Positive Drug Tests for Cocaine, Amphetamine Increase Among High-Risk Workers

New, more rigorous government drug testing rules with lower cutoffs appear to have led to an increase in positive cocaine and amphetamine testing in the safety-sensitive, or high risk, work force, according to data from Quest Diagnostics.

The findings, based on 1.6 million federally mandated, safety-sensitive work force drug tests completed by Quest Diagnostics between January and December 2011, reveal a 33-percent increase in cocaine positives and a 26-percent increase in amphetamines positives among safety-sensitive workers.

"We all know how devastating a single accident can be when an impaired driver gets behind the wheel," said Dr. Barry Sample, director of science and technology for Quest Diagnostics Employer Solutions. "The risk to public safety can heighten dramatically when that person is flying the plane we're boarding, operating the train or bus we take to work, taking our children to school or transporting the products we buy across the country."

New Cutoff Requirements

On Oct. 1, 2010, the U.S. Department of Transportation (DOT) harmonized with the U.S. Department of Health and Human Services' (DHHS) decision to institute lower initial and confirmation cutoff levels for amphetamines and cocaine, and added other substances including heroin and ecstasy, to the required drug testing panel. Workers subject to these new requirements include private-sector workers for whom routine drug testing is mandated by the DOT as well as those federal employees in testing-designated positions.

After the implementation of the new cutoff requirements, federally mandated safety sensitive workers tested positive for cocaine at the highest level (0.32 percent) since 2008 and methamphetamine positivity was at the highest level (0.14 percent) since prior to 2007. This increase suggests that the new requirements may have played a role in identifying more than 1,300 additional cocaine positives and more than 1,400 additional amphetamines positives in Quest's federally mandated safety sensitive tests performed in 2011.

Cocaine and amphetamines (amphetamine and methamphetamine) are stimulants, typically used to increase alertness and relieve fatigue. Stimulants also are used for euphoric effects or may be used to counteract the "down" feeling of tranquilizers or alcohol. Possible side effects of stimulants include increased heart and respiratory rates, elevated blood pressure, dilated pupils and decreased appetite. High doses may cause irregular heartbeat, loss of coordination or collapse. Indications of possible misuse may include excessive activity, talkativeness, irritability or nervousness.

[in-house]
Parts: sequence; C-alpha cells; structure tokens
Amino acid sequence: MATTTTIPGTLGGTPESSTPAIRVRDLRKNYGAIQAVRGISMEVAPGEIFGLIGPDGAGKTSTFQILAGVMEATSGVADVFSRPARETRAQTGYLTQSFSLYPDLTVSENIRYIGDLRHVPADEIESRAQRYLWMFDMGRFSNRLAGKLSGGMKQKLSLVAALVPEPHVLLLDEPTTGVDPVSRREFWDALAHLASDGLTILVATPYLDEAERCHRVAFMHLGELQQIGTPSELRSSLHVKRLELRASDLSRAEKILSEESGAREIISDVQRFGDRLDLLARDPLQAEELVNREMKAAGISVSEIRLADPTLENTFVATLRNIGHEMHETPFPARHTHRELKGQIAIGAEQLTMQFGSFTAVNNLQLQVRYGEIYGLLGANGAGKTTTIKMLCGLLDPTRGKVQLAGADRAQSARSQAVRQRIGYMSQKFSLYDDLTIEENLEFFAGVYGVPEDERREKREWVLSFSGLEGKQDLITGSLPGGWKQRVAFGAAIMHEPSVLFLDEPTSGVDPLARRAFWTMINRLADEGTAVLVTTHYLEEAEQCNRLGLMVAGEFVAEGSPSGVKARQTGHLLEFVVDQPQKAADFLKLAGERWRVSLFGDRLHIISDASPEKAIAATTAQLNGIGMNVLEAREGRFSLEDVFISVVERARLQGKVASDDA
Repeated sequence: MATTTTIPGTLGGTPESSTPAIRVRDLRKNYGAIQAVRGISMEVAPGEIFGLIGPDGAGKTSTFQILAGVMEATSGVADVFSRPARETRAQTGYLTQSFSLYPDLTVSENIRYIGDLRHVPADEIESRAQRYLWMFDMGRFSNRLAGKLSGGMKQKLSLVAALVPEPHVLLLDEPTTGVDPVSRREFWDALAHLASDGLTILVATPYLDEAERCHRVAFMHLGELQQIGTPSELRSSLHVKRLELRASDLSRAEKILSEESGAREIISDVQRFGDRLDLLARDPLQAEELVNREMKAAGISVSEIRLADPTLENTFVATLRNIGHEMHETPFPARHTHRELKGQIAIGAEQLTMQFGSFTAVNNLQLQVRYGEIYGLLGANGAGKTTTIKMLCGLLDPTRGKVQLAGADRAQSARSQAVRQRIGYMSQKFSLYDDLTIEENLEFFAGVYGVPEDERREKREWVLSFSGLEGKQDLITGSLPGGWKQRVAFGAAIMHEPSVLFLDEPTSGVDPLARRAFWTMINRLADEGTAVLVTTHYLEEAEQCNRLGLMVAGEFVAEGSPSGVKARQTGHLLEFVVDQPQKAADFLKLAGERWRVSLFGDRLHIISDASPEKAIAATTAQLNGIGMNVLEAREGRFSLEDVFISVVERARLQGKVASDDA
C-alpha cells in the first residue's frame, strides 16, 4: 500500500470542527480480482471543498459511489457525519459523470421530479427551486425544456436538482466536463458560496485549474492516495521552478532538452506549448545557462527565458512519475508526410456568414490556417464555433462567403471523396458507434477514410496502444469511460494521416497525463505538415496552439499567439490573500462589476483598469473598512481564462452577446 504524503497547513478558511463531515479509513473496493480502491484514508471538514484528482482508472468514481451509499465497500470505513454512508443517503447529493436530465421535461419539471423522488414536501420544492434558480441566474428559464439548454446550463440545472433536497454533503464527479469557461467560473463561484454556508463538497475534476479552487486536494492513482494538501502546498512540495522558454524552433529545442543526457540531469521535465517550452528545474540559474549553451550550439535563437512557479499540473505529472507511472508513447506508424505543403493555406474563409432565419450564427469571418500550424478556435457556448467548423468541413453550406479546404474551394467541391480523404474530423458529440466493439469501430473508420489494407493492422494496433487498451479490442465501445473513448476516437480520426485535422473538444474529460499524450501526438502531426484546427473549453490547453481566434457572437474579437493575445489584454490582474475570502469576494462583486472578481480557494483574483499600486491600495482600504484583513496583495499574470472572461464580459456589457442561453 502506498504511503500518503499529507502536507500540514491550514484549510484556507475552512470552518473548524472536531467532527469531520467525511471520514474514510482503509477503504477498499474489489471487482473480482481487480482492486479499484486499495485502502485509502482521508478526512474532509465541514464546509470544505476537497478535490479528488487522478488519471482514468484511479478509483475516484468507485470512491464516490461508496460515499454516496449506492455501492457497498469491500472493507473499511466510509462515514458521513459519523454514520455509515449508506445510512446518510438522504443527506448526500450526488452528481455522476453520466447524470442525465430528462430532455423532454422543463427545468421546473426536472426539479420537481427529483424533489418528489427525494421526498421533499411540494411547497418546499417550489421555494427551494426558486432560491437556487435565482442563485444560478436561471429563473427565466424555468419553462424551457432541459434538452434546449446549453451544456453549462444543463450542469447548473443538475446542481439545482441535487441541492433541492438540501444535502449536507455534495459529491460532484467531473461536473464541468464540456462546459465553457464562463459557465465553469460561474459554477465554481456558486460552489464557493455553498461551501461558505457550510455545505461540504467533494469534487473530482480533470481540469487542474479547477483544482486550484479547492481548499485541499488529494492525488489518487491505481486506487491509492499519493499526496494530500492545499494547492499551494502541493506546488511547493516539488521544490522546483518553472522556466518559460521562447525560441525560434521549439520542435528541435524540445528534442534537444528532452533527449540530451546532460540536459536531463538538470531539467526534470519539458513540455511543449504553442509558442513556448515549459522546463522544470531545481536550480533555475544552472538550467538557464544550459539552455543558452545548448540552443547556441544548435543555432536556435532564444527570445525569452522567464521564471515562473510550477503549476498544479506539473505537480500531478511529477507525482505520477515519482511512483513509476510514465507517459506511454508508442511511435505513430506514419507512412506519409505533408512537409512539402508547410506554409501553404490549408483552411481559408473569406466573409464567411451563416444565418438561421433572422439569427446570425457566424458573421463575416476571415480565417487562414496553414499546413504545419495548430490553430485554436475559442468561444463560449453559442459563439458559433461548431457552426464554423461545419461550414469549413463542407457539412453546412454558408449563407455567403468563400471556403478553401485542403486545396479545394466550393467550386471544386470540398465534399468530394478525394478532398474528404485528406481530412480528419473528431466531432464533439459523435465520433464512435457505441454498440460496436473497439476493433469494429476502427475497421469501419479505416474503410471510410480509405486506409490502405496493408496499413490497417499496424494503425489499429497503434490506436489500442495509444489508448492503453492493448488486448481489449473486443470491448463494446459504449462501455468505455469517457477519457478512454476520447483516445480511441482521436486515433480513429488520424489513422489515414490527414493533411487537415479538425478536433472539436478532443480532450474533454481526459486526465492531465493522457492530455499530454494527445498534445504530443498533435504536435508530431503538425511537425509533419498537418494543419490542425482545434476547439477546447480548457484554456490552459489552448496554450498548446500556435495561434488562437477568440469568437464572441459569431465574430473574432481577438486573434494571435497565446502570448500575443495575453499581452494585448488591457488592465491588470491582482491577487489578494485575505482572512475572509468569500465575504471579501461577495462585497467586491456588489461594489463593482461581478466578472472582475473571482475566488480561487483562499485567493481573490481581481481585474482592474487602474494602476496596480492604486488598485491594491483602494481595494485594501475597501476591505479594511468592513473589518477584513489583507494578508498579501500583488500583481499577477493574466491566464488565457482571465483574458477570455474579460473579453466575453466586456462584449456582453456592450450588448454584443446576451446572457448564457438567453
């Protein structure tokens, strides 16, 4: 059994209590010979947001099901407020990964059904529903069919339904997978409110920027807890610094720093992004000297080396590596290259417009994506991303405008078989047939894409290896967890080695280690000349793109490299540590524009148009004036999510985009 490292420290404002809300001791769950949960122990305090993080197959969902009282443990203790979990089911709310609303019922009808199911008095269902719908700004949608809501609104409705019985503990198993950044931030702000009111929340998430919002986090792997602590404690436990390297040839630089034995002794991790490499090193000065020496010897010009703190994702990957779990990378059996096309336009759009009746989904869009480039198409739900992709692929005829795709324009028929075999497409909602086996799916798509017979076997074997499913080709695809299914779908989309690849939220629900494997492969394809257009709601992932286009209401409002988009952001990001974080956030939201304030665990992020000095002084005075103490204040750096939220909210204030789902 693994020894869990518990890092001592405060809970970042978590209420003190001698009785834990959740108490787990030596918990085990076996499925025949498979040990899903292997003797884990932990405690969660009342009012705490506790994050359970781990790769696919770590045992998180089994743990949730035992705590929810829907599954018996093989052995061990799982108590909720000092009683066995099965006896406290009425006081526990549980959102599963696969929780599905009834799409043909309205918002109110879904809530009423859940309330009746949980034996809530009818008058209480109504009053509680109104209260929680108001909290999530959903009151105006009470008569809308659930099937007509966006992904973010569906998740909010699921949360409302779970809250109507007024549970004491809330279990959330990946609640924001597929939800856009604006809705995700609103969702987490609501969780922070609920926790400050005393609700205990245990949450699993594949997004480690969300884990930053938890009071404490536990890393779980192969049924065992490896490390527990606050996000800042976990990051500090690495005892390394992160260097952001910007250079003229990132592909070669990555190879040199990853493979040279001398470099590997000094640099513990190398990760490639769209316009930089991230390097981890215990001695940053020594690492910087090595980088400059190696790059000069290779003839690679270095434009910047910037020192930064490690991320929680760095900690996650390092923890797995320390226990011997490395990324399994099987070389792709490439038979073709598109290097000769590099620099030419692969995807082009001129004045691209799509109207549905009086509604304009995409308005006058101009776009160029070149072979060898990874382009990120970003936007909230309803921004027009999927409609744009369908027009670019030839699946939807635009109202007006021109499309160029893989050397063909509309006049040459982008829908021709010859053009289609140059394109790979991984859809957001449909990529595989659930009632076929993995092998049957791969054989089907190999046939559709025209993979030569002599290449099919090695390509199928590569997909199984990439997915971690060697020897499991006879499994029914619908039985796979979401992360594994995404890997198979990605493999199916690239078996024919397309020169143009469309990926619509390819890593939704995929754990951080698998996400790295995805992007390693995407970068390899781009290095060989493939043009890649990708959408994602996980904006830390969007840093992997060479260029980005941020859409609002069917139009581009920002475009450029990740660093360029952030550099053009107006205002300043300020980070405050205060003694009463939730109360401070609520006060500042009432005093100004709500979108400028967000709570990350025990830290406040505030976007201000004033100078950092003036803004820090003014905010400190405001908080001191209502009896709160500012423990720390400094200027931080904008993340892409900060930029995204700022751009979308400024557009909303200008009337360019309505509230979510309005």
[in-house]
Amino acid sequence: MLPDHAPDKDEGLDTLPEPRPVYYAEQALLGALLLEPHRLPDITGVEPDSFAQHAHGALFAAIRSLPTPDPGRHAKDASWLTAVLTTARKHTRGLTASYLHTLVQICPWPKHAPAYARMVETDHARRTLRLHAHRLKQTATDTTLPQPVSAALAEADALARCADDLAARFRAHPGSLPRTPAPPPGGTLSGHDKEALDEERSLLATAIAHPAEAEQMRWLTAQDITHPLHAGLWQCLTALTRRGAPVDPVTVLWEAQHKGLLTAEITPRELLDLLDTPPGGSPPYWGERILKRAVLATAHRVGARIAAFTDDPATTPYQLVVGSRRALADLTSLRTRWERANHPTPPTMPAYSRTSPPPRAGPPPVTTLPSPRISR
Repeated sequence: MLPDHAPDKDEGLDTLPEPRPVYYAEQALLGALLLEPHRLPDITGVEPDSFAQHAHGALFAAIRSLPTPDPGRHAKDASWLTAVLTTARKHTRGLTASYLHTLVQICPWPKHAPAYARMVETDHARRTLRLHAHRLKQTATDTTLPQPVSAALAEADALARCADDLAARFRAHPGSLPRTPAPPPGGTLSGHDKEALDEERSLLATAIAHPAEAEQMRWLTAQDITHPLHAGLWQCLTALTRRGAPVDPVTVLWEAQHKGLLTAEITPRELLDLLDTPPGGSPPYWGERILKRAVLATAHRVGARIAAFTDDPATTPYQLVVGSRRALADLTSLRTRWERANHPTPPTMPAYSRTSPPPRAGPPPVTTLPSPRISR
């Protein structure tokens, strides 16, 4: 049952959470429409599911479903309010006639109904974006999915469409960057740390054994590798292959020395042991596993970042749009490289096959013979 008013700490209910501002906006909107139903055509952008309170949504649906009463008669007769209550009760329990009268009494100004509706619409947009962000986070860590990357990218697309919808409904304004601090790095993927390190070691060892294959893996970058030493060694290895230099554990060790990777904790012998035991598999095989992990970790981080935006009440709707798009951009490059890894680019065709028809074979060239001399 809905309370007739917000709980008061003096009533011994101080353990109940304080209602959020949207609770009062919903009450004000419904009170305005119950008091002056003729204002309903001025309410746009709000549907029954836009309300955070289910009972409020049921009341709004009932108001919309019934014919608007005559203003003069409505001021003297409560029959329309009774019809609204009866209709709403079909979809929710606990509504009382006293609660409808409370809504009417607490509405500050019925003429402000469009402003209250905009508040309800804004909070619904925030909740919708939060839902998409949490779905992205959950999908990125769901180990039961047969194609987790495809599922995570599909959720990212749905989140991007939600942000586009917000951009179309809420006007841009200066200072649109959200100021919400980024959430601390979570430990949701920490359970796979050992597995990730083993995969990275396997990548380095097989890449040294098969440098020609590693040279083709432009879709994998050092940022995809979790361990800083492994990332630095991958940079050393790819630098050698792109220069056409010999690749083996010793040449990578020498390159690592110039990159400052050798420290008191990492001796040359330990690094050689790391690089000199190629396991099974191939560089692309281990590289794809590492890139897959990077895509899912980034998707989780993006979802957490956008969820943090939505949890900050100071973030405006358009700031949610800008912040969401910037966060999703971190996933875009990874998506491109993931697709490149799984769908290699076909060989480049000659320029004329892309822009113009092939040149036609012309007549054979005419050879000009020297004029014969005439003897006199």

"Our data suggest that new federal requirements may be helping employers ensure that the workers they put behind the wheel are those ready to perform their duties safely," added Sample.

General Work Force Findings

Key findings from the Drug Testing Index data concerning the general U.S. work force include:

· Amphetamines positives are up 16.7 percent from 2010 and up 75 percent since 2007.
· Cocaine positivity is up 8 percent from 2010 in the general work force, also partially driven by some private sector employers adopting the new federal standard.
· Positivity rates for oxycodone from more than 500,000 tests in the general U.S. work force are 10 percent higher than in 2010 and up 25 percent since 2007.
· Positivity for opiates in the general work force is up nearly 7.7 percent from 2010 and up 20 percent since 2007.
· Positivity for propoxyphene in the general work force was down 84.7 percent from 2010. (Propoxyphene was pulled off the market in November 2010 because the drug was found to put patients at risk for potentially serious or even fatal heart rhythm abnormalities.)

For more information on the Quest Diagnostics Drug Testing Index and the 2011 tables, visit http://www.questdiagnostics.com/home/physicians/health-trends/drug-testing.

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